Court of Appeals Rules That FAA Overstepped Authority When Requiring Hobby Operators to Register UAV
Updated: Jun 30, 2020
This post is not legal advice. See here for the site’s reposting policy.
I like to talk, talk, and write about drones/UAVs and today is no exception. Recently, the D.C. Court of Appeals ruled that the Federal Aviation Administration’s (FAA) registration requirements for all unmanned aircraft including hobby aircraft violated federal law. Congress previously exempted hobby aircraft from any regulations that FAA might develop in the 2012 FAA Modernization and Reform Act. This most recent ruling demonstrates the limits of FAA’s authority to regulate hobby drones/UAVs, but at the same time leaves some unanswered questions.
Congress has charged the FAA to require that aircraft are registered before being operated. But the FAA has traditionally interpreted this provision as not including model aircraft. With the rise of UAVs, the FAA began to contemplate the regulatory approach for these aircraft. The initial view was to only require commercial that UAVs be registered and to complete FAA reporting requirements.
In 2012, Congress passed the FAA Modernization and Reform Act (2012 Act), codifying FAA’s longstanding view of exempting model aircraft. In 2015, FAA announced final rules requiring UAV registration with FAA, including model aircraft as well as commercial UAVs. FAA created an online registration process to aid in registering which cost $5 and requires all registered UAVs to include a unique identifier number issued by FAA.
John Taylor challenged this final rule in federal court. Taylor claimed that the 2012 Act barred FAA implementing the registration rule for model aircraft. The D.C. Circuit Court of Appeals agreed with Taylor.
The court looked at the language in the 2012 Act and found that the language specifically excluded FAA from regulating model aircraft. The final regulations specifically included model aircraft which ran counter to this exclusion.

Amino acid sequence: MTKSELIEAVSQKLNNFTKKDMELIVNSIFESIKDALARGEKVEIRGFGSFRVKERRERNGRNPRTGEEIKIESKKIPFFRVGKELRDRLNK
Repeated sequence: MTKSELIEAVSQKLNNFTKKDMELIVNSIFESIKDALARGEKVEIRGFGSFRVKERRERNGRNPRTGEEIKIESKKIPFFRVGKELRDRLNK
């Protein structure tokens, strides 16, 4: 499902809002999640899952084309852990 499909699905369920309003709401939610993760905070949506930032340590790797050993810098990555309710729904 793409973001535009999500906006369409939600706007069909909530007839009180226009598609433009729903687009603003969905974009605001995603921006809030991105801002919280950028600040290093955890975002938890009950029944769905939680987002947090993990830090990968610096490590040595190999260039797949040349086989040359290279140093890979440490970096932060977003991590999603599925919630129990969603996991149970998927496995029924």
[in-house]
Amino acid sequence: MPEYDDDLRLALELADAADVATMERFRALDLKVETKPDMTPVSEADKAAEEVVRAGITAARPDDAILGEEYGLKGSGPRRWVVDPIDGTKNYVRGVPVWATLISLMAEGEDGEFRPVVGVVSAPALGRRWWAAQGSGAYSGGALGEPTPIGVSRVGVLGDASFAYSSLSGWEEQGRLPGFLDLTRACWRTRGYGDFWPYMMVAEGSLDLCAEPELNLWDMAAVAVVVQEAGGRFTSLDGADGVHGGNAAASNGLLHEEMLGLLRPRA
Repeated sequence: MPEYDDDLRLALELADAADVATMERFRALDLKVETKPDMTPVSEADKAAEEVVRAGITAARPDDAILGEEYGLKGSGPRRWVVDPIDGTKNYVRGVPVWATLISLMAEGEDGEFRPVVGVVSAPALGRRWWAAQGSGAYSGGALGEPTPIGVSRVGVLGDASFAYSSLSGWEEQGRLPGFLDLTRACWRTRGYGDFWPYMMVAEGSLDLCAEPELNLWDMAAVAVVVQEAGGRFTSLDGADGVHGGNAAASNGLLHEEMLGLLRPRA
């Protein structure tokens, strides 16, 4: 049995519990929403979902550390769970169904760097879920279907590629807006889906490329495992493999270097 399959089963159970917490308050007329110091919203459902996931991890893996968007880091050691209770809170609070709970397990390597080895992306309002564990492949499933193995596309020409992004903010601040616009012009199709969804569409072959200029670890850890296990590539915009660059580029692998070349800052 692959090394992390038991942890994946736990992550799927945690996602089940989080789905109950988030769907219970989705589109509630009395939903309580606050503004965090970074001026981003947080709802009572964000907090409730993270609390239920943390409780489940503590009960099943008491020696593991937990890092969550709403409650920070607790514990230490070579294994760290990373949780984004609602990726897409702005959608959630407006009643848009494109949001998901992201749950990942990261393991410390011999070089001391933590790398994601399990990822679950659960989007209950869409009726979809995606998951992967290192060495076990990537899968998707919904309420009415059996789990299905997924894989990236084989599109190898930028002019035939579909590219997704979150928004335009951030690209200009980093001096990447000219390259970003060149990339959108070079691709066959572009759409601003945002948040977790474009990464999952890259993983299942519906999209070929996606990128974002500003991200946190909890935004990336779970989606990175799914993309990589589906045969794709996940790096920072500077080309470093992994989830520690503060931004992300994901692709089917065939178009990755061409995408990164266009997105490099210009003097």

The court disagreed with FAA arguments that other statutes gave them the authority to require model aircraft registration because FAA had never required model aircraft to be registered before. The FAA also argued that the registration portion was consistent with other portions of the 2012 Act. This argument ran counter to the portion of the 2012 Act excluding model aircraft from being regulated. The court agreed with Taylor that the final rule was unlawful.
Why Should You Care?
Many people in agriculture are looking at using UAVs in their operations. In these cases, the UAVs will be considered commercial and will need to be registered with the FAA. The 2012 Act specifically excludes model aircraft or those unmanned aircraft flown for hobby or recreational purposes. I realize many farmers view their farms as a hobby, but because it is a business, the FAA will take the view the UAV is used for a commercial purpose. In those cases, it is still worth registering the UAV with FAA.
I know what many of you are thinking: Paul, what if I get a UAV to use for fun and then sometimes use it on the farm? This might still require you to register the UAV with FAA, since it does have a commercial use and might no longer be considered a model aircraft. This would be one case where you should consider registering to be safe and not face penalties from FAA for failure to register.
Although this ruling will greatly impact recreational and hobby users, it will probably have limited impact on operators looking to use a UAV on the farm. The regulations are still new. Future lawsuits will give us a better picture of FAA’s true authority in requiring UAVs to register.
Taylor v. Huerta, No. 15-1495, 2017 WL 2192935 (D.C. Cir. May 19, 2017).